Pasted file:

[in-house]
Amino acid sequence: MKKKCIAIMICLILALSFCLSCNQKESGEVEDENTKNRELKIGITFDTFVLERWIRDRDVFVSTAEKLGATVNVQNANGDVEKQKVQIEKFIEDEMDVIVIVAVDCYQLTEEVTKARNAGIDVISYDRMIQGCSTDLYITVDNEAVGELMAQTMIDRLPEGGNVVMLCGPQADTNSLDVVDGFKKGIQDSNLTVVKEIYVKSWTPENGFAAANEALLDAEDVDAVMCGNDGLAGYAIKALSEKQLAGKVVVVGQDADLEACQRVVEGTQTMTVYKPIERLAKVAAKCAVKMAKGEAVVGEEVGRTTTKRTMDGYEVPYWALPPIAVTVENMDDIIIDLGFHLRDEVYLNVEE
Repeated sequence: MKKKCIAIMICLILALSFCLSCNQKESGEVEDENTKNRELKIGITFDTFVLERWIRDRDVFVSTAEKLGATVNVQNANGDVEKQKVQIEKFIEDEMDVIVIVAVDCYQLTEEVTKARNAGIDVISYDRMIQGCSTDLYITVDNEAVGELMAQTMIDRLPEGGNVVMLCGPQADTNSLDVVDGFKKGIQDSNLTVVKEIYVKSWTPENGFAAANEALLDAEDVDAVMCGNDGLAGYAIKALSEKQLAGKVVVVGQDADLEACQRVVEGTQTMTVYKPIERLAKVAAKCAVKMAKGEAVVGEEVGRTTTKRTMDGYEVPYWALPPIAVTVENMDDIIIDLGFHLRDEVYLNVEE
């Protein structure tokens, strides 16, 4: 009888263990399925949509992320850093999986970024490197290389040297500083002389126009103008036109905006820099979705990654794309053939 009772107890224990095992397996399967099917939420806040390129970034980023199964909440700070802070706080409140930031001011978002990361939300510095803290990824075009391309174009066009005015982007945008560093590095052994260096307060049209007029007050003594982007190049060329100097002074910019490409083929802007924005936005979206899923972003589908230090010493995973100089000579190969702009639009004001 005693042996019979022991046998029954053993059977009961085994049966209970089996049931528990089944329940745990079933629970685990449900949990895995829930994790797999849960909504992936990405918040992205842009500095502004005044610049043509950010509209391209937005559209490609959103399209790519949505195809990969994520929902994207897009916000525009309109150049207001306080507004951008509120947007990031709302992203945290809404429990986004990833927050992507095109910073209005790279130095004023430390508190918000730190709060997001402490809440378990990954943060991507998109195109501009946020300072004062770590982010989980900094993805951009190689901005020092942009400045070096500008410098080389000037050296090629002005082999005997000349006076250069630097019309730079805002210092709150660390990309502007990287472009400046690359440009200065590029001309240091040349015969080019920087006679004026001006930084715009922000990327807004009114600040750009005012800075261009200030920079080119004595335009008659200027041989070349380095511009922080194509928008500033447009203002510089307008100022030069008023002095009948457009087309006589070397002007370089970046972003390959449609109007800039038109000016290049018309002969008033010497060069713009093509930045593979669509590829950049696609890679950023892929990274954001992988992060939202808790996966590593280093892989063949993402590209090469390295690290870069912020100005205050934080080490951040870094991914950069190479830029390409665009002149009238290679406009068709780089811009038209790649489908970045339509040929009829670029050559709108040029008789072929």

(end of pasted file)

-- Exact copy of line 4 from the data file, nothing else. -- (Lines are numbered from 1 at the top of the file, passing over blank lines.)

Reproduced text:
């Protein structure tokens, strides 16, 4: 009888263990399925949509992320850093999986970024490197290389040297500083002389126009103008036109905006820099979705990654794309053939 009772107890224990095992397996399967099917939420806040390129970034980023199964909440700070802070706080409140930031001011978002990361939300510095803290990824075009391309174009066009005015982007945008560093590095052994260096307060049209007029007050003594982007190049060329100097002074910019490409083929802007924005936005979206899923972003589908230090010493995973100089000579190969702009639009004001 005693042996019979022991046998029954053993059977009961085994049966209970089996049931528990089944329940745990079933629970685990449900949990895995829930994790797999849960909504992936990405918040992205842009500095502004005044610049043509950010509209391209937005559209490609959103399209790519949505195809990969994520929902994207897009916000525009309109150049207001306080507004951008509120947007990031709302992203945290809404429990986004990833927050992507095109910073209005790279130095004023430390508190918000730190709060997001402490809440378990990954943060991507998109195109501009946020300072004062770590982010989980900094993805951009190689901005020092942009400045070096500008410098080389000037050296090629002005082999005997000349006076250069630097019309730079805002210092709150660390990309502007990287472009400046690359440009200065590029001309240091040349015969080019920087006679004026001006930084715009922000990327807004009114600040750009005012800075261009200030920079080119004595335009008659200027041989070349380095511009922080194509928008500033447009203002510089307008100022030069008023002095009948457009087309006589070397002007370089970046972003390959449609109007800039038109000016290049018309002969008033010497060069713009093509930045593979669509590829950049696609890679950023892929990274954001992988992060939202808790996966590593280093892989063949993402590209090469390295690290870069912020100005205050934080080490951040870094991914950069190479830029390409665009002149009238290679406009068709780089811009038209790649489908970045339509040929009829670029050559709108040029008789072929």